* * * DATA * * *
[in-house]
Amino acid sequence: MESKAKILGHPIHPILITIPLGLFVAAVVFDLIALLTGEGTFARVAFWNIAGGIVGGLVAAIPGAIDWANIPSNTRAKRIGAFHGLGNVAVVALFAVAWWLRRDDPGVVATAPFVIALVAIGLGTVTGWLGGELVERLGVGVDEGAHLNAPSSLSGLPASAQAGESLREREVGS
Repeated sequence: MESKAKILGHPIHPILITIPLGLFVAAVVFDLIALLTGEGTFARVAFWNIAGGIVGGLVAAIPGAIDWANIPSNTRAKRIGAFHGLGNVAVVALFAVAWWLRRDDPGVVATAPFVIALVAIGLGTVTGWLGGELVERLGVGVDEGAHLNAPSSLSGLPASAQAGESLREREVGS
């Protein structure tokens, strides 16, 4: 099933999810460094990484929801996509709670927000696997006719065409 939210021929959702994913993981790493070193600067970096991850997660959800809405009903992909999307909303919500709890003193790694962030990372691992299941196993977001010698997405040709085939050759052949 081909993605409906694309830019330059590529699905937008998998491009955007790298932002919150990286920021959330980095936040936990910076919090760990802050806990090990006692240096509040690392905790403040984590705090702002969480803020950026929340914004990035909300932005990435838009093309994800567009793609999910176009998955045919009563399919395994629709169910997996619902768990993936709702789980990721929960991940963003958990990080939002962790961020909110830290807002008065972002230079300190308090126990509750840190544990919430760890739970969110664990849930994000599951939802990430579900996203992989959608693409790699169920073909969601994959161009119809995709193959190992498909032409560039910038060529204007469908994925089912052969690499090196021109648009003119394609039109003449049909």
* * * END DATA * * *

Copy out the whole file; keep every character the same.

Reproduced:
[in-house]
Amino acid sequence: MESKAKILGHPIHPILITIPLGLFVAAVVFDLIALLTGEGTFARVAFWNIAGGIVGGLVAAIPGAIDWANIPSNTRAKRIGAFHGLGNVAVVALFAVAWWLRRDDPGVVATAPFVIALVAIGLGTVTGWLGGELVERLGVGVDEGAHLNAPSSLSGLPASAQAGESLREREVGS
Repeated sequence: MESKAKILGHPIHPILITIPLGLFVAAVVFDLIALLTGEGTFARVAFWNIAGGIVGGLVAAIPGAIDWANIPSNTRAKRIGAFHGLGNVAVVALFAVAWWLRRDDPGVVATAPFVIALVAIGLGTVTGWLGGELVERLGVGVDEGAHLNAPSSLSGLPASAQAGESLREREVGS
């Protein structure tokens, strides 16, 4: 099933999810460094990484929801996509709670927000696997006719065409 939210021929959702994913993981790493070193600067970096991850997660959800809405009903992909999307909303919500709890003193790694962030990372691992299941196993977001010698997405040709085939050759052949 081909993605409906694309830019330059590529699905937008998998491009955007790298932002919150990286920021959330980095936040936990910076919090760990802050806990090990006692240096509040690392905790403040984590705090702002969480803020950026929340914004990035909300932005990435838009093309994800567009793609999910176009998955045919009563399919395994629709169910997996619902768990993936709702789980990721929960991940963003958990990080939002962790961020909110830290807002008065972002230079300190308090126990509750840190544990919430760890739970969110664990849930994000599951939802990430579900996203992989959608693409790699169920073909969601994959161009119809995709193959190992498909032409560039910038060529204007469908994925089912052969690499090196021109648009003119394609039109003449049909």